With the biggest tax reform in the country to be implemented from the first day of the next month, today’s bi-monthly monetary review came out with no surprises as India’s central bank governor Dr. Urjit Patel kept the key rate unchanged. With the apex bank currently holding excess liquidity and the economy unable to tackle the growth slowdown, keeping the rates unchanged was a balanced and cautious move, particularly in view of the implementation of the Goods and Services Tax (GST) from July 1.
With RERA already been implemented and GST coming up next, residential demand and prices are expected to move northward. Realty experts, therefore, feel that this monetary review should have provided a rate cut as prices are likely to go up.
“As widely expected, the RBI maintained status quo on interest rates for the fourth time in a row, but lowered its inflation forecast for the current fiscal. We feel that the central bank decided to wait for the July 1 rollout of GST and assess the impact of the new indirect tax regime on inflation before tinkering with the policy rates,” said Surendra Hiranandani, Chairman & MD, House of Hiranandani.
He, however, said that inflation has been under control for long and is likely to remain so on the back of good monsoon forecast. As per recent reports, consumer price inflation slowed down to 2.99 per cent in April and economic growth during the last fiscal was at its slowest pace in two years coupled with weakest loan demand since at least 1992. Hence, a reduction in the borrowing cost could have provided the much-needed impetus for growth in the near term.
Here’s what other realtors said:
Manoj Chaudhary, MD, Airwil Infra Ltd: We were anticipating a rate cut this time which would have pushed banks to further reduce the lending rates. Any reduction in lending rates allows the sentiment to improve as the net cost on the buyer for the housing unit gets decreased. With RERA and GST to have a joint impact on the realty sector, a rate cut this time could have provided a much-needed breather for the sector, its players and buyers as well.
Dhiraj Jain, Director, Mahagun Group: Even though the RBI has not cut the repo rate today, still there is a lot of room for banks to further reduce the lending rates. The previous repo rate reductions by the apex bank are yet to be passed on to borrowers; that is held by the banks. A lending rate of 6-7 percent is ideal for our realty sector as we are moving towards strong policy changes at the national level which will leave a long-term impact on the realty sector and its allied industries.
Kushagr Ansal, Director, Ansal Housing: A rate cut of 25 bps could have helped ease the pressure off the market which has been balancing itself through the confusion still pertaining with RERA. With GST to become operational from July, prices for properties are expected to shoot up. During such scenarios, a slash in the repo rate would have meant a drop in home loan rates by banks, which ultimately reduces the burden off the buyers. With no change today, we expect the market to run uniformly with a static demand in the short run.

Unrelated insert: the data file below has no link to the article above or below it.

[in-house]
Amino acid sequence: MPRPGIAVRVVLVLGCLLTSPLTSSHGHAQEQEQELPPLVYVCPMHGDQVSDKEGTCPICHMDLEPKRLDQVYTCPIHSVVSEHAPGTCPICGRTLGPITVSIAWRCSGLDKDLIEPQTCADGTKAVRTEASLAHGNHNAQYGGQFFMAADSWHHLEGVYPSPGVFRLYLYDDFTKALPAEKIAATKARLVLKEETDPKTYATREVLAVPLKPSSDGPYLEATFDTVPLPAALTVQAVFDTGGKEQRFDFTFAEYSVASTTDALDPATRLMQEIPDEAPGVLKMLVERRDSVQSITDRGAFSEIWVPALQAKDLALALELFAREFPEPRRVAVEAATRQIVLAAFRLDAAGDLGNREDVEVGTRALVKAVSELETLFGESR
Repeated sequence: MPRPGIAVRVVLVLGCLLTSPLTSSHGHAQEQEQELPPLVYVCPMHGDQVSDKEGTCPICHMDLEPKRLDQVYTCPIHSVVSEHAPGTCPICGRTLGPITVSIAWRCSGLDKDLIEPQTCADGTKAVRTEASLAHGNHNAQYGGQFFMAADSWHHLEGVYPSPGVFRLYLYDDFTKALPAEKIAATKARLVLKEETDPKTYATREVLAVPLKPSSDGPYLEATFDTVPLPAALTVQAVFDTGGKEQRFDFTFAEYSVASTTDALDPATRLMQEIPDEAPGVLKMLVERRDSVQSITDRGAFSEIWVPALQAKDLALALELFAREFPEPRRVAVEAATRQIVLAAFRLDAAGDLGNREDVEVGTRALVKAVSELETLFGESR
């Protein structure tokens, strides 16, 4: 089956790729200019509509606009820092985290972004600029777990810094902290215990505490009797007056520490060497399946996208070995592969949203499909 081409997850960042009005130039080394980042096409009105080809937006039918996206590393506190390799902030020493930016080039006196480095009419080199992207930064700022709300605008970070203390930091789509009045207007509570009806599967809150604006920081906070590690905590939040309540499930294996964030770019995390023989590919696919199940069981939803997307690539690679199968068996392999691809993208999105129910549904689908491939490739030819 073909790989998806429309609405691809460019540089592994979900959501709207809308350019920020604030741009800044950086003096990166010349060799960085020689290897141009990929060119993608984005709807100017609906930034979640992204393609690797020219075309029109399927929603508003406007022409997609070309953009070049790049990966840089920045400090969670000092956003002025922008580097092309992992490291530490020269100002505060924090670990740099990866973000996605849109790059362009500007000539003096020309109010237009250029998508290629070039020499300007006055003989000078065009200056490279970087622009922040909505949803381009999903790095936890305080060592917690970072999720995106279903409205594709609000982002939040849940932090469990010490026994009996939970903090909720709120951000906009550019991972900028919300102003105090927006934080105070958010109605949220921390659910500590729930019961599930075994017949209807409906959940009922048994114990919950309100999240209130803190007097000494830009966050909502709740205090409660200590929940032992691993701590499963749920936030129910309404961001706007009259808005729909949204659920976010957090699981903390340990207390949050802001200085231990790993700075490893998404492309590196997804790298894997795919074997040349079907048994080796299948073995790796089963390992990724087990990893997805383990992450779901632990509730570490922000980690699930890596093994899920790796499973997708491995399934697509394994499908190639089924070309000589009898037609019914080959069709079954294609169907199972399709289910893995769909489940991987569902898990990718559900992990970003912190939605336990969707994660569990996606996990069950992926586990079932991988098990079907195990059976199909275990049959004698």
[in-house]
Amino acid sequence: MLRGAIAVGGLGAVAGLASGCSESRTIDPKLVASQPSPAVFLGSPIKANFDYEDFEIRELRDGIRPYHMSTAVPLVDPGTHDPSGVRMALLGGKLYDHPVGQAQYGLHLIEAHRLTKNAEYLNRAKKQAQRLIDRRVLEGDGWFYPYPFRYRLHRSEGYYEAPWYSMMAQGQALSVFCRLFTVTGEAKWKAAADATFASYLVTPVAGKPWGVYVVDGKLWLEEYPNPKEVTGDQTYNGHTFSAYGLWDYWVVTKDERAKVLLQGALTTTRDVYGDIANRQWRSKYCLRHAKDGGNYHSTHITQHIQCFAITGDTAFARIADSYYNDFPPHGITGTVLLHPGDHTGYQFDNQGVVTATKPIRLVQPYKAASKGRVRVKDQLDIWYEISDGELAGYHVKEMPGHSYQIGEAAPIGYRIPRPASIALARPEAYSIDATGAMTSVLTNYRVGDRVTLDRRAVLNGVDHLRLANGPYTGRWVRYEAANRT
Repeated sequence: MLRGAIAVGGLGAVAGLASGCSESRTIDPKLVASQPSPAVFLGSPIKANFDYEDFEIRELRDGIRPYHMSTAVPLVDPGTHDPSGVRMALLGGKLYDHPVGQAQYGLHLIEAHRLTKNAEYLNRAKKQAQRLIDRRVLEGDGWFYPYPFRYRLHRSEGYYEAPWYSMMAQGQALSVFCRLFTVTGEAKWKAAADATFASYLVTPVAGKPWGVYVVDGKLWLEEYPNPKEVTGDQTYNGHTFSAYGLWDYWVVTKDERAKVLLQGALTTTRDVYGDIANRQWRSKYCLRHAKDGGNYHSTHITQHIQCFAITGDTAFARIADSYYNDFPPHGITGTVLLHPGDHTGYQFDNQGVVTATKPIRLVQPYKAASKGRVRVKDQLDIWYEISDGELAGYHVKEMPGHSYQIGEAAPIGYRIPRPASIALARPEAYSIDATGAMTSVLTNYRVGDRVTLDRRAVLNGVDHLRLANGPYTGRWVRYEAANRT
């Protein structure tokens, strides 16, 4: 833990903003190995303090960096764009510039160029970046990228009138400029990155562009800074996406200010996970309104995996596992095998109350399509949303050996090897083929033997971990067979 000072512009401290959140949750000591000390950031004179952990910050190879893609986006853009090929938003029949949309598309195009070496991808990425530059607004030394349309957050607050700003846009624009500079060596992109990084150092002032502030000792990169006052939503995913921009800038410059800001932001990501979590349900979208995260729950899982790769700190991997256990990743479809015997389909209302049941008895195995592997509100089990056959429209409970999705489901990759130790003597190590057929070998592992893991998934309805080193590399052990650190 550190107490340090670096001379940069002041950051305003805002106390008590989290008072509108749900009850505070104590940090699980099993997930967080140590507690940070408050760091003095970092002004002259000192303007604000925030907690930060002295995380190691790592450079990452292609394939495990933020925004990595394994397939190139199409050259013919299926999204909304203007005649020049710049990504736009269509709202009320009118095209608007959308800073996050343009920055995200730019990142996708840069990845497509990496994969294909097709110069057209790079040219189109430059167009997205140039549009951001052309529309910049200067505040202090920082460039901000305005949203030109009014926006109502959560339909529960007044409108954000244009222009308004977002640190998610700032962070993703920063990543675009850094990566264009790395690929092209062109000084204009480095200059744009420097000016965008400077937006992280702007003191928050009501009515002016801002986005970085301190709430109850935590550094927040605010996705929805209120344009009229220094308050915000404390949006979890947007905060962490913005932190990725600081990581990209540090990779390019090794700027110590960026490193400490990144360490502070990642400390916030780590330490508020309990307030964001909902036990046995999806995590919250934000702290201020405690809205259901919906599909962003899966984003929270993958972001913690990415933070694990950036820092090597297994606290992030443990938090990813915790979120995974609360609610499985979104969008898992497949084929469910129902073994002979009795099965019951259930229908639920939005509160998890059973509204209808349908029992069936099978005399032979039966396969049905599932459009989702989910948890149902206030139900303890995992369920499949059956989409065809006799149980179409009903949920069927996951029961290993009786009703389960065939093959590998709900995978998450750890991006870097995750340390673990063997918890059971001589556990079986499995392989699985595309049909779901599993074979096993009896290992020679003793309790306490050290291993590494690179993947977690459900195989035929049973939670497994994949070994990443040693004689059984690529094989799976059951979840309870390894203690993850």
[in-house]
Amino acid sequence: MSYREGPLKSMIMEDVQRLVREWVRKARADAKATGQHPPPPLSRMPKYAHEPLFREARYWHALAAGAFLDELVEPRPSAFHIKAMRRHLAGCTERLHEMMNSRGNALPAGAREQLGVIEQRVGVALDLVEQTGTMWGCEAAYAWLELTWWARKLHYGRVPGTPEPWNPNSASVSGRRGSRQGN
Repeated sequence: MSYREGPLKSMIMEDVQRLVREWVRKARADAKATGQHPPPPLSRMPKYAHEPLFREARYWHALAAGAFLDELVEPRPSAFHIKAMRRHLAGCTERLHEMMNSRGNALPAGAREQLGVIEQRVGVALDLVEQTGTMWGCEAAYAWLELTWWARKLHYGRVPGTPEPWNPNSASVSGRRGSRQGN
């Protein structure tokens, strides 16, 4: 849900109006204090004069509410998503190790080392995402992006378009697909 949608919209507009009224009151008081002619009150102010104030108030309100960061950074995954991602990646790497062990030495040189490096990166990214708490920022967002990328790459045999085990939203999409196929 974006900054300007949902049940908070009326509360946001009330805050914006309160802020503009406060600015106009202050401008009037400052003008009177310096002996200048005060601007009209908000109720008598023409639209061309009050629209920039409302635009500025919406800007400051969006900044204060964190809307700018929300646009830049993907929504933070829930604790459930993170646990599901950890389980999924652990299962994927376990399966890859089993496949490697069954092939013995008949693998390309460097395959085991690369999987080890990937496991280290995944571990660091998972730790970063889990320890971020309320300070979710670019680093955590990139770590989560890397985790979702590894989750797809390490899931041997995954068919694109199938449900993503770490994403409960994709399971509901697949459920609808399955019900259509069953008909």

Deepak Kapoor, President CREDAI-Western UP & Director, Gulshan Homz: This decision of the RBI to keep the rates unchanged will prove very substantial in the first quarter post implementation of GST. Before questioning the judgement of the apex bank on holding the rates, one must not forget that it has to keep sufficient cushion for the economy with the massive changes that will come about in the next few months in the form of REITs, InvITs, GST and SPVs.”
Prashant Tiwari, Chairman, Prateek Group: The announcement is according to the market dynamics and the rates will only be reduced once the inflation settles down. Although the government is taking corrective measures for economic growth and stability, there is a need to adopt a balanced approach considering the growth of key sectors like real estate.
Saurabh Jindal, Joint Managing Director, SVP Group: We believe that the RBI has kept the rates unchanged looking at the inflation factor and it is unlikely that the rates will be changed before the effects of GST come into effect or the better effects of monsoon are visible on the economy. However, in real estate we are hopeful that lending rates may still come down, looking at the government’s focus on housing for all.